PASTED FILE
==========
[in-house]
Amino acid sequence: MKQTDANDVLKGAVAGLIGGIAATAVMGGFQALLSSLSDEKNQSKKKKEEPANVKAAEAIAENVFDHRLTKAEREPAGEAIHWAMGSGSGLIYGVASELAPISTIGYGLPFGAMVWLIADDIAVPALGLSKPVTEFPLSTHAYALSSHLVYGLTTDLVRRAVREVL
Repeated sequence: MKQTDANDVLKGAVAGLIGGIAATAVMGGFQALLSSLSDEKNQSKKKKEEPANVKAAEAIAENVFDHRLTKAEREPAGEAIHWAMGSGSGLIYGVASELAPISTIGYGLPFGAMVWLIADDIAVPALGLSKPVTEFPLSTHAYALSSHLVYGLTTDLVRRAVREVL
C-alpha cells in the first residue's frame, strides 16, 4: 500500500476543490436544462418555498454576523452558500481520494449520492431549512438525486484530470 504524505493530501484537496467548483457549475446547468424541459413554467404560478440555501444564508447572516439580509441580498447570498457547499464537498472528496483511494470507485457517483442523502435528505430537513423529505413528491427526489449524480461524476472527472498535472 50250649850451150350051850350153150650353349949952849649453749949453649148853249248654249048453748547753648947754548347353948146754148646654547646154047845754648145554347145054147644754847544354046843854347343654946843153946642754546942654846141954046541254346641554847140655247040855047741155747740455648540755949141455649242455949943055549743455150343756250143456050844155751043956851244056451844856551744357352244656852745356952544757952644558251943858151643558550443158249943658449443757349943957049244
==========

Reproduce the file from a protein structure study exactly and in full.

[in-house]
Amino acid sequence: MKQTDANDVLKGAVAGLIGGIAATAVMGGFQALLSSLSDEKNQSKKKKEEPANVKAAEAIAENVFDHRLTKAEREPAGEAIHWAMGSGSGLIYGVASELAPISTIGYGLPFGAMVWLIADDIAVPALGLSKPVTEFPLSTHAYALSSHLVYGLTTDLVRRAVREVL
Repeated sequence: MKQTDANDVLKGAVAGLIGGIAATAVMGGFQALLSSLSDEKNQSKKKKEEPANVKAAEAIAENVFDHRLTKAEREPAGEAIHWAMGSGSGLIYGVASELAPISTIGYGLPFGAMVWLIADDIAVPALGLSKPVTEFPLSTHAYALSSHLVYGLTTDLVRRAVREVL
C-alpha cells in the first residue's frame, strides 16, 4: 500500500476543490436544462418555498454576523452558500481520494449520492431549512438525486484530470 504524505493530501484537496467548483457549475446547468424541459413554467404560478440555501444564508447572516439580509441580498447570498457547499464537498472528496483511494470507485457517483442523502435528505430537513423529505413528491427526489449524480461524476472527472498535472 50250649850451150350051850350153150650353349949952849649453749949453649148853249248654249048453748547753648947754548347353948146754148646654547646154047845754648145554347145054147644754847544354046843854347343654946843153946642754546942654846141954046541254346641554847140655247040855047741155747740455648540755949141455649242455949943055549743455150343756250143456050844155751043956851244056451844856551744357352244656852745356952544757952644558251943858151643558550443158249943658449443757349943957049244